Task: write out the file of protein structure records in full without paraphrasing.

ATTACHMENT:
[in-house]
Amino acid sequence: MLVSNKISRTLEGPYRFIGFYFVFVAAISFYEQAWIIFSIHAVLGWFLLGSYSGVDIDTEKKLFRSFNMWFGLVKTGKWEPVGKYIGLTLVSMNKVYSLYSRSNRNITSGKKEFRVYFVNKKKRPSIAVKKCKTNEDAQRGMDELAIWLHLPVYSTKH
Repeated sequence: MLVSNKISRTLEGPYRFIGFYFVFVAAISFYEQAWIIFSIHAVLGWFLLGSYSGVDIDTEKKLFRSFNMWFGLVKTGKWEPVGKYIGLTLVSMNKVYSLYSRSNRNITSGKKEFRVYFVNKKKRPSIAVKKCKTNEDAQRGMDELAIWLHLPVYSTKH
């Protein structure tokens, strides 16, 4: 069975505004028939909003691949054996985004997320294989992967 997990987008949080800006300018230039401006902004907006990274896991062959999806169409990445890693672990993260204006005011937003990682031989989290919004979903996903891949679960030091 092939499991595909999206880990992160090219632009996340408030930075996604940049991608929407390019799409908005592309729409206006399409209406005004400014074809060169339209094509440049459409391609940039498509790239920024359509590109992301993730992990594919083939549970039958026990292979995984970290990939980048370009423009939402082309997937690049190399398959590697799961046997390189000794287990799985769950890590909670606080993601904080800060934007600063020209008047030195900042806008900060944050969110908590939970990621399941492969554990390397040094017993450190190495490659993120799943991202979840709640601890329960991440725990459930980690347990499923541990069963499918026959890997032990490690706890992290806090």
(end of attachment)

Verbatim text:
[in-house]
Amino acid sequence: MLVSNKISRTLEGPYRFIGFYFVFVAAISFYEQAWIIFSIHAVLGWFLLGSYSGVDIDTEKKLFRSFNMWFGLVKTGKWEPVGKYIGLTLVSMNKVYSLYSRSNRNITSGKKEFRVYFVNKKKRPSIAVKKCKTNEDAQRGMDELAIWLHLPVYSTKH
Repeated sequence: MLVSNKISRTLEGPYRFIGFYFVFVAAISFYEQAWIIFSIHAVLGWFLLGSYSGVDIDTEKKLFRSFNMWFGLVKTGKWEPVGKYIGLTLVSMNKVYSLYSRSNRNITSGKKEFRVYFVNKKKRPSIAVKKCKTNEDAQRGMDELAIWLHLPVYSTKH
């Protein structure tokens, strides 16, 4: 069975505004028939909003691949054996985004997320294989992967 997990987008949080800006300018230039401006902004907006990274896991062959999806169409990445890693672990993260204006005011937003990682031989989290919004979903996903891949679960030091 092939499991595909999206880990992160090219632009996340408030930075996604940049991608929407390019799409908005592309729409206006399409209406005004400014074809060169339209094509440049459409391609940039498509790239920024359509590109992301993730992990594919083939549970039958026990292979995984970290990939980048370009423009939402082309997937690049190399398959590697799961046997390189000794287990799985769950890590909670606080993601904080800060934007600063020209008047030195900042806008900060944050969110908590939970990621399941492969554990390397040094017993450190190495490659993120799943991202979840709640601890329960991440725990459930980690347990499923541990069963499918026959890997032990490690706890992290806090």